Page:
17 December 2017

Holiday Reminder: Prevent, Reduce and Safely Manage Your E-Waste




With holiday shopping in full swing, a toxics watch group wasted no time in reminding consumers to think about public health and the environment as electrical appliances and electronic gadgets are replaced with something new and eventually discarded.

To promote e-waste prevention, reduction and safe management, the non-profit EcoWaste Coalition today conducted a public outreach at Quezon Memorial Circle to inform the public about e-waste, which is described as “one of the fastest growing waste streams” across the globe.

The event followed the release last December 13 of the Global E-Waste Monitor 2017 by the International Telecommunication Union, United Nations University and the International Solid Waste Association indicating the rising levels of e-waste and its improper and usafe treatment and disposal through burning or dumping.  Globally, some 44.7 million metric tonnes of e-waste were generated in 2016 or 6.1 kg per inhabitant. Filipinos  produced 2 to 5 kg of e-waste per inhabitant, according to the report.  Experts estimate that e-waste generation will reach 52.2 million metric tonnes by 2021.

“Broken appliances, outmoded gadgets, busted lamps and other unwanted electrical and electronic products that are improperly recycled, burned or disposed of can pollute the environment with health-damaging chemicals,” cautioned Thony Dizon, Chemical Safety Campaigner, EcoWaste Coalition.

Among the hazardous substances that make up electrical and electronic equipment and their wastes are heavy metals such as cadmium, hexavalent chromium, lead and mercury, and persistent organic pollutants (POPs) such as polybrominated diphenyl ethers (PBDes) and polychlorinated biphenyls (PCBs), among dozens of other toxic chemical compounds.

The EcoWaste Coalition explained that reckless disposal practices can result in the release of these nasty chemicals, some of which like mercury, PBDEs and PCBs are covered by multilateral environmental agreements like the Minamata Convention on Mercury and the Stockholm Convention on POPs.  

When e-wastes such as vinyl-coated cables are burned to get the copper wire, harmful byproduct POPs like dioxins and furans are formed and released to the environment, the group explained.  Dioxins are considered as among “the most toxic chemicals known to science.”

Fluorescent lamps when dumped with ordinary trash or manually dismantled to remove the metal parts for recycling will release the mercury vapor out of the glass tubing and cause toxic pollution, the group added.  Exposure to mercury, a potent neurotoxin, can damage the brain and the central nervous system.

When the plastic casings of cathode ray tube TVs and computer monitors are incinerated or landfilled, toxic PBDEs are released contaminating the environment. PBDEs are among the new POPs targeted for global elimination under the Stockholm Convention.

During the event, members of the San Vicente Elementary School Children’s Rondalla played Christmas songs as EcoWaste Coalition volunteers donning headgears with images of mobile phone, TV, laptop and other electrical and electronic products drew public attention on the hazads of e-waste.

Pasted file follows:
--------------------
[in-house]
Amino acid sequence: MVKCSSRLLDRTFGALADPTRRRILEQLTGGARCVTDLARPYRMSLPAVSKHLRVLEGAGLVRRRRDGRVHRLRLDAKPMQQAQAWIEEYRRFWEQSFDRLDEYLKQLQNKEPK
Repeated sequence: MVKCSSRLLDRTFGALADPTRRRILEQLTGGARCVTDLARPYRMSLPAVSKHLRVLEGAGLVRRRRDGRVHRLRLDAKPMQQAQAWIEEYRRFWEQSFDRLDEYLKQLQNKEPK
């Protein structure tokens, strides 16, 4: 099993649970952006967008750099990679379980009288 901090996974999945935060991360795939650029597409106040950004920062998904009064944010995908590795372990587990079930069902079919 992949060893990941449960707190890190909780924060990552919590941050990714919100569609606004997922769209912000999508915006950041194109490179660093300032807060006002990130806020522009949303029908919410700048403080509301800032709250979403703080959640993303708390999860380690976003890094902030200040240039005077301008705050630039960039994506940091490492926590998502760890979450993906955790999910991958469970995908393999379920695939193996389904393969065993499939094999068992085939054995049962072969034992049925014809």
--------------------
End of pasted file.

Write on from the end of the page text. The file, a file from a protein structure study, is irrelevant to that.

According to the leaflet “E-Waste ‘to, Iwasto!,” “e-wastes should be returned to their manufacturers for proper management as an ideal solution.  Otherwise, e-wastes should be managed by accredited treatment, storage and disposal facility.  These can be effectively done by instituting appropriate drop-off or collection points for their safe and ecological retrieval/collection, storage, and recycling or disposal.” 

The leaflet was prepared by the EcoWaste Coalition for the “Safe PCB and E-Waste Management Project” of the Department of Environment and Natural Resources with assistance from Global Environment Facility and the United Nations Industrial Development Organization.

To avoid and minimize the creation of e-waste this Yuletide season, the EcoWaste Coalition requested consumers to consider the following tips:

1. Extend the life of your existing electronics instead of buying new ones. Consider whether you truly need to get new ones before rushing to buy the latest stuff. 
2. Have broken electronics repaired.
3. Have outdated component of an electronic product refurbished or upgraded instead of buying an entirely new replacement.
4.  Never dispose of unwanted but still usable electronics.  Pass them on to relatives and friends for reuse or donate to charities and schools. What might be of no use to you, might come in handy for some people.
5.  Collect spent household batteries, cellphone batteries, fluorescent lamps, empty ink cartridges and the like, label and safely store them in a container with cover and kept out of reach of children and pets.  These should be safely managed or disposed of in an environmentally-sound manner and not mixed with regular waste.
6. Visit the manufacturer’s website or call the dealer to find out if they have a take-back program or scheme for your discarded electronics.
7. If you really need to spend for new electronics, choose items with less hazardous substances, with greater recycled content, with higher energy efficiency, with longer life span, and those that will produce less waste.
8.  Take good care of your electronic device – whether it’s brand new, refurbished or hand-me down - as sound maintenance will prolong its lifespan.  Read the instruction manual carefully and get acquainted and trained on easy fix-it-yourself guide.
9. Make it a point to have your e-scrap properly recycled by authorized recyclers so that they don’t end up as e-waste to be thrown away or burned.
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Link to the Global E-Waste Monitor 2017

https://www.itu.int/en/ITU-D/Climate-Change/Pages/Global-E-waste-Monitor-2017.aspx


13 December 2017

Group Urges Consumers to Shun Toxic Christmas Presents


As the holiday shopping season gets underway, a chemical safety watch group reminded consumers to be on the lookout for potentially dangerous gift products in the marketplace.